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In this guide, you can learn how to handle errors in your MongoDB Kafka sink connector. The following list shows some common scenarios that cause your sink connector to experience an error:
You write to a topic using Avro serialization and try to decode your messages from that topic using Protobuf deserialization
You use a change data capture handler on a message that does not contain change event documents
You apply an invalid single message transform to incoming documents
When your sink connector encounters an error it does two actions:
When your connector encounters an error, it needs to handle it in some way. Your sink connector can do the following in response to an error:
By default, your sink connector terminates and stops processing messages when it encounters an error. This is a good option for you if any error in your sink connector indicates a serious problem.
When your sink connector crashes, you must do one of the following actions and then restart your connector to resume processing messages:
Allow your sink connector to temporarily tolerate errors
Update your sink connector's configuration to allow it to process the message
Remove the errant message from your topic
You can have your sink connector stop when it encounters an error by either not
specifying any value for the
errors.tolerance option, or by
adding the following to your connector configuration:
You can configure your sink connector to tolerate all errors and never stop processing messages. This is a good option for getting your sink connector up and running quickly, but you run the risk of missing problems in your connector as you do not receive any feedback if something goes wrong.
You can have your sink connector tolerate all errors by specifying the following option:
Ordered Bulk Writes Can Result in Skipped Messages
If you set your connector to tolerate errors and use ordered bulk writes, you may lose data. If you set your connector to tolerate errors and use unordered bulk writes, you lose less data. To learn more about bulk write operations, see the Write Model Strategies page.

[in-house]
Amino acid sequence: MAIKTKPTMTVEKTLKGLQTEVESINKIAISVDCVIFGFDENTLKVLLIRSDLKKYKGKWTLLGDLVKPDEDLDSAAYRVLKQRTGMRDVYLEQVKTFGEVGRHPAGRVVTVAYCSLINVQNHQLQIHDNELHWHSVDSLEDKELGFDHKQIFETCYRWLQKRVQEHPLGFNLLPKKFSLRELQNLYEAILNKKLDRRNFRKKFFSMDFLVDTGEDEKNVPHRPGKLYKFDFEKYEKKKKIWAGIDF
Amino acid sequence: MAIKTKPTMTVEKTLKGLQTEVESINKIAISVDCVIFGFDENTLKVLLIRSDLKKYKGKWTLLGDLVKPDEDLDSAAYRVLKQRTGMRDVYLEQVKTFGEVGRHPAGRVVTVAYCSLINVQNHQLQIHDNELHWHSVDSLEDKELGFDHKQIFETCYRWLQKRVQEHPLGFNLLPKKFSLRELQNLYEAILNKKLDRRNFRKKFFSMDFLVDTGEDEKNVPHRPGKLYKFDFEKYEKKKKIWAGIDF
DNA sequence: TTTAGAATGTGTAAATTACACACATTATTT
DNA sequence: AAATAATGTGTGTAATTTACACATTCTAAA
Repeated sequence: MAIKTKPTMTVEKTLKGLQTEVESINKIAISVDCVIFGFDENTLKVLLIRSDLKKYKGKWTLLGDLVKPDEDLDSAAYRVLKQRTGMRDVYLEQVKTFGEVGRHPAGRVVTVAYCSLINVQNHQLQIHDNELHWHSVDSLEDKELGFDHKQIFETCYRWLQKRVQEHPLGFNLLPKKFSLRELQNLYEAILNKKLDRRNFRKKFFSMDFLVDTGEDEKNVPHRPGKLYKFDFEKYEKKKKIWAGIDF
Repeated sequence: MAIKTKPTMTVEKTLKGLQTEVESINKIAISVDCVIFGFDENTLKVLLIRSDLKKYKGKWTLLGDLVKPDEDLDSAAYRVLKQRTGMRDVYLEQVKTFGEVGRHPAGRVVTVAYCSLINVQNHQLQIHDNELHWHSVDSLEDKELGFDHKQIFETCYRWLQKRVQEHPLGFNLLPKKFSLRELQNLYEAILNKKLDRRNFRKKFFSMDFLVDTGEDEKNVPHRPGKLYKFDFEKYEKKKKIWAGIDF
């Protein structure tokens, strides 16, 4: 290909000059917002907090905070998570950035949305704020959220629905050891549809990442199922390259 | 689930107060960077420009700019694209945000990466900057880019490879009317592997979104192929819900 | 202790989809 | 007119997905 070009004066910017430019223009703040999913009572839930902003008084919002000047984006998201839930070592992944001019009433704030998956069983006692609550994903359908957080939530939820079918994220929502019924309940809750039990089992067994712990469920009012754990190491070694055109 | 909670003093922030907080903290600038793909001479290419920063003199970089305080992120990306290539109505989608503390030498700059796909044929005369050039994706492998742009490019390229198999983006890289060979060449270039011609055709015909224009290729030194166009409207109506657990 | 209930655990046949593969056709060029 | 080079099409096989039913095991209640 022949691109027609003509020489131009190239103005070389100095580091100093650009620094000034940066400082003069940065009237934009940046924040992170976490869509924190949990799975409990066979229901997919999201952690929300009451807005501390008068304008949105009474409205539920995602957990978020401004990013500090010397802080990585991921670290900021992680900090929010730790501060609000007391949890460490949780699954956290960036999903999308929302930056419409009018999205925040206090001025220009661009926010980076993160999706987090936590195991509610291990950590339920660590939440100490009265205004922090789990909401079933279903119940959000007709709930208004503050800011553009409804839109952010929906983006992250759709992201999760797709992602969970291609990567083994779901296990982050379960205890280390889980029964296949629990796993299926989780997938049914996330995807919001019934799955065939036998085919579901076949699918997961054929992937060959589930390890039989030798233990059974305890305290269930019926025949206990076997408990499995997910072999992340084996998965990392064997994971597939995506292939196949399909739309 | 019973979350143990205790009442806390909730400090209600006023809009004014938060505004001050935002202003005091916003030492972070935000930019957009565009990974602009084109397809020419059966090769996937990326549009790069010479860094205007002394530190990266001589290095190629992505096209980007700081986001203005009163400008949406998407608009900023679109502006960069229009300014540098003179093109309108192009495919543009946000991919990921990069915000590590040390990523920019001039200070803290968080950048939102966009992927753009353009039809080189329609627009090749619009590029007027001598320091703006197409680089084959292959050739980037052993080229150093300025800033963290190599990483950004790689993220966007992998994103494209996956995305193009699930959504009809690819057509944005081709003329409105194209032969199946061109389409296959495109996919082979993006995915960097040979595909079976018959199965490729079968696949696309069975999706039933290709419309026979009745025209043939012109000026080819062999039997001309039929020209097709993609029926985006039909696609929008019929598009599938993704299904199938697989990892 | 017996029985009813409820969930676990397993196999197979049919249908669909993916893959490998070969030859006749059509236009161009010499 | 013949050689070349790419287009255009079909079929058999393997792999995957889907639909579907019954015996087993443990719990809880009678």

You can configure your sink connector to write errors and errant messages to a topic, called a dead letter queue, for you to inspect or process further. A dead letter queue is a location in message queueing systems such as Apache Kafka where the system routes errant messages instead of crashing or ignoring the error. Dead letter queues combine the feedback of stopping the program with the durability of tolerating all errors, and are a good error handling starting point for most deployments.
You can have your sink connector route all errant messages to a dead letter queue by specifying the following options:
errors.tolerance=all errors.deadletterqueue.topic.name=<name of topic to use as dead letter queue>
If you want to include the specific reason for the error as well as the errant message, use the following option:
To learn more about dead letter queues, see Confluent's guide on Dead Letter Queues.
To view another dead letter queue configuration example, see Dead Letter Queue Configuration Example.
To learn about the exceptions your connector defines and writes as context headers to the dead letter queue, see Bulk Write Exceptions.
You can record tolerated and untolerated errors to a log file. Click on the tabs to see how to log errors:
If you would like to log metadata about your message, such as your message's topic and offset, use the following option:
For more information, see Confluent's guide on logging with Kafka Connect.
The sink connector provides options that allow you to configure error handling at the connector level. The options are as follows:
Kafka Connect Option
MongoDB Kafka Connector Option
You want to use these options if you want your connector to respond differently to errors related to MongoDB than to errors related to the Kafka Connect framework.
For more information, see the following resources: